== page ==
PAULINE HANSON DOUBLES DOWN
Pauline Hanson reportedly has no regrets about her tirade against housing commission residents and refugees, insisting calling residents “drug addicts” and “alcoholics” during a panel discussion on Nine’s The Today Show yesterday wasn’t divisive.
Hours after the segment aired, Nine announced they would no longer have Hanson appear as a regular guest on the show. Today entertainment reporter Brooke Boney — who grew up in public housing — said on ABC’s Q+A it was time for Hanson to go. “I’m so happy to see her gone,” she said.
Hanson, appearing on Sky News’ The Bolt Report wearing a lumpy sweater emblazoned with an Australian flag, said: “I’m up for reelection in two years’ time. If they don’t want me, good, don’t vote for me.”
We’ll hold you to that, Hanson.
RESULTS OF INVESTIGATION INTO ROBERT DOYLE RELEASED
An investigation by the City of Melbourne has found that former Melbourne lord mayor Robert Doyle acted in a “sexually inappropriate way”, at a 2016 black-tie dinner.
The supplementary report investigating allegations of harassment against Kharla Williams by was compiled by Ian Freckelton QC in 2018, though was only released yesterday after Victoria Police dropped their criminal investigation into allegations of sexual harassment by three women.
Williams alleged Doyle touched her leg and made suggestive comments at the Melbourne Health awards ceremony. An independent report previously upheld four other misconduct claims.
Doyle was not interviewed by police about the allegations due to ill health but has previously denied wrongdoing as The Guardian reports.
VICTORIAN COVID-19 CONCERNS CONTINUE
Concerns about Melbourne’s nine locked down public housing towers continue to grow, with The Age reporting that “boxes of donated food had been left in communal corridors”, and that many residents are still waiting on deliveries.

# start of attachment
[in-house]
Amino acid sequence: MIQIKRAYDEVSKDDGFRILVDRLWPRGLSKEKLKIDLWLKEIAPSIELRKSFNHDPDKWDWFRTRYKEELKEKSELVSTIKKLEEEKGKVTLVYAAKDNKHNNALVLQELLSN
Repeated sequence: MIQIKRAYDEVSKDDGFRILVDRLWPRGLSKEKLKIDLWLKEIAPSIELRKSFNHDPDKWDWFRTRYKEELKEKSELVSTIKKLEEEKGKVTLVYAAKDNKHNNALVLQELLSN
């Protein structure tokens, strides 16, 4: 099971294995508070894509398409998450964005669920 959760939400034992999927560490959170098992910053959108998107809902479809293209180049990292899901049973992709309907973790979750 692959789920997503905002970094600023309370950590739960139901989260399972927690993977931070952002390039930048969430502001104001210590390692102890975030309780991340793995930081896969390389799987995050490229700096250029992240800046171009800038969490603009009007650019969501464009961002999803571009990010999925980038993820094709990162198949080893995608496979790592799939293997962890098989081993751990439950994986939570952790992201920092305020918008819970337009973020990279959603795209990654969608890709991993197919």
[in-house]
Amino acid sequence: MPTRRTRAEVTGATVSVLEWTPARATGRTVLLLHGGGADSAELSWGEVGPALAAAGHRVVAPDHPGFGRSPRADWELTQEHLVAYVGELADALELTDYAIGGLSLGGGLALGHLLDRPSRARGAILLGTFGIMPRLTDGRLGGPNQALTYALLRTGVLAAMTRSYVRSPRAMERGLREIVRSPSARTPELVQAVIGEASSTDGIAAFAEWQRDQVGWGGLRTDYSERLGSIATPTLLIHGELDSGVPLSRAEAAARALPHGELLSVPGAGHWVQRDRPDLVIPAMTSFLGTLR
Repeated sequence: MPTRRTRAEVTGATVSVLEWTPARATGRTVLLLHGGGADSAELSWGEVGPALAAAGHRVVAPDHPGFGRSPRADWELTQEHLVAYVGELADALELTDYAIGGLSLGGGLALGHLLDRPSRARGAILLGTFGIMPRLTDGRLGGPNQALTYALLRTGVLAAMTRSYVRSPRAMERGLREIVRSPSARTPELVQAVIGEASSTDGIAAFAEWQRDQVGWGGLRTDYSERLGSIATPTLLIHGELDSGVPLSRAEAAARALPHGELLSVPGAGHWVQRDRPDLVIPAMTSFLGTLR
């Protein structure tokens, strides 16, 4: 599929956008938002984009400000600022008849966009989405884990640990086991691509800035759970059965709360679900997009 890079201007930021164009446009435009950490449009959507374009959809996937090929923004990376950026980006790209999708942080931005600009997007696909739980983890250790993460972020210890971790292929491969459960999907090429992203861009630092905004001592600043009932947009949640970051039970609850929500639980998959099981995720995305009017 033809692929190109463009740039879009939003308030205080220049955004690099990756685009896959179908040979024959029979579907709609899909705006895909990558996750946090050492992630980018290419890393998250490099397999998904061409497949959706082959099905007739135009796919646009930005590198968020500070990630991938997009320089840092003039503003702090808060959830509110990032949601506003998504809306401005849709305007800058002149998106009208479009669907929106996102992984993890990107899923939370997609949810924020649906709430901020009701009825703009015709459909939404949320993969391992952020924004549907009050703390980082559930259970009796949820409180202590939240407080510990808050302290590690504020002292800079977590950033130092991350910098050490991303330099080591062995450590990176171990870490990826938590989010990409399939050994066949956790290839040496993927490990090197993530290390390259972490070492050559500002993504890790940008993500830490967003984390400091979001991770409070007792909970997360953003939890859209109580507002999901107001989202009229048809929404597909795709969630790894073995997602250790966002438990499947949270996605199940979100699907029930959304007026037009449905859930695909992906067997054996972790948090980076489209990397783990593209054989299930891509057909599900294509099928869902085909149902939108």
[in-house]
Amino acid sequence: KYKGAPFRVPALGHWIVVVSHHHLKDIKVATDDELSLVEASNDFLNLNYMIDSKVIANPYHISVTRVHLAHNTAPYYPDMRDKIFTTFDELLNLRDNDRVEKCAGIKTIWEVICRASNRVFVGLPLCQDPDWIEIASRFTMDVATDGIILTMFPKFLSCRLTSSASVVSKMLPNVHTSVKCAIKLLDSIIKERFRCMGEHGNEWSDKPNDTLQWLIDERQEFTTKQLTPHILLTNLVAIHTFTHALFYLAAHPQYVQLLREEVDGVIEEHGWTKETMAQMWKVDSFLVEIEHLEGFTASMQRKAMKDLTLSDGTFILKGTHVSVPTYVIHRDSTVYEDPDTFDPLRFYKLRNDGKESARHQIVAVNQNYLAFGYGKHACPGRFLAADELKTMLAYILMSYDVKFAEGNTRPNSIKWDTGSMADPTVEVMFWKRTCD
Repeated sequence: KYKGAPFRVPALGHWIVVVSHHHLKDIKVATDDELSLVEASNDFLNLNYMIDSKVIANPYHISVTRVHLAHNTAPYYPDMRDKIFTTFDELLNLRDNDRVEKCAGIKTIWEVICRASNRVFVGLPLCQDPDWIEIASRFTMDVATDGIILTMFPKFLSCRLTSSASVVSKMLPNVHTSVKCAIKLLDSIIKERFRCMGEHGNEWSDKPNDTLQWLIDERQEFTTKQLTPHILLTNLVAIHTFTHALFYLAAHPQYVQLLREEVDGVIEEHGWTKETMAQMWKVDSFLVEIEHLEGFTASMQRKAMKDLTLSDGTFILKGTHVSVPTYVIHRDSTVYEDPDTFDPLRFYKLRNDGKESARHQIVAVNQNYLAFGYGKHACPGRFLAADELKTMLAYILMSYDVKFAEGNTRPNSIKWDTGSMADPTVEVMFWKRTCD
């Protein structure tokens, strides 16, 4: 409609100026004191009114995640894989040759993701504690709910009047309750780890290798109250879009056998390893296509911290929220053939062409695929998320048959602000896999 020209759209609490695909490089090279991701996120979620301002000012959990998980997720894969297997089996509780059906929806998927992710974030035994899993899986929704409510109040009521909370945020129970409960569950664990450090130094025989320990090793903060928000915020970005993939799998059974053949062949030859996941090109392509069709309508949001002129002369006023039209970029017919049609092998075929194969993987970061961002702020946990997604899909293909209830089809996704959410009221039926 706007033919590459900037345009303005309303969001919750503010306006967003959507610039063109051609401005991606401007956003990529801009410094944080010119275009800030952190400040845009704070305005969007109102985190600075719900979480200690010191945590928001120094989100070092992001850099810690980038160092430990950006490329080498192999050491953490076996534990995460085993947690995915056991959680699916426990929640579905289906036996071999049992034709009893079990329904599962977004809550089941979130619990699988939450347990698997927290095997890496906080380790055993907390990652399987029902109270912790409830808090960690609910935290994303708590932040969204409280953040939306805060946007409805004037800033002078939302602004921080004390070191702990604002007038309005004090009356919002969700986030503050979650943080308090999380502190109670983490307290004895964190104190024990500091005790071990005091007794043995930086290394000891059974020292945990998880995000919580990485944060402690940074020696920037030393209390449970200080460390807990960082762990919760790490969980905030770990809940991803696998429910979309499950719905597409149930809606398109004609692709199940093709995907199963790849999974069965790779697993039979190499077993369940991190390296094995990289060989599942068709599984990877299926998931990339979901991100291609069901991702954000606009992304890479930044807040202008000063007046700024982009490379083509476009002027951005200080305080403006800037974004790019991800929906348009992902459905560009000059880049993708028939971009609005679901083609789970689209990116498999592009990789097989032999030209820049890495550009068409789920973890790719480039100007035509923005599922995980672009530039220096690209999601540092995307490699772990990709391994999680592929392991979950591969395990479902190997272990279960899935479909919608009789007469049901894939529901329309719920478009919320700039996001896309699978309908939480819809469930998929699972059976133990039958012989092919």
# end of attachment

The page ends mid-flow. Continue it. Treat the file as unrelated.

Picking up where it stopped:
The Australian Financial Review($) writes that experts are pushing for those infected with COVID-19 to be removed from the towers.
Hospital admissions for COVID-19 have more than tripled in a week in Victoria as cases hit record highs.
Two suspected COVID-19 cases had been identified near NSW border town, Albury. One person had recently travelled to Melbourne.
World Health Organisation adviser Mary-Louise McLaws is calling for a Melbourne-wide lockdown, The Age reports.
CHINA KEEPS CRACKING DOWN
It didn’t take long: A Hong Kong protestor has already been charged under the city’s new national security law for “inciting separatism and terrorism” after he carried a “Liberate Hong Kong” sign and drove his motorbike into police, the ABC reports.
Beijing police have also arrested former University of Melbourne academic Xu Zhangrun after he published an essay criticising the Chinese Communist Party’s (CCP) handling of the pandemic.
Meanwhile, Facebook and WhatsApp have stopped cooperating with Hong Kong law enforcement, pausing government data requests as the tech goliaths assess the impact of the new law.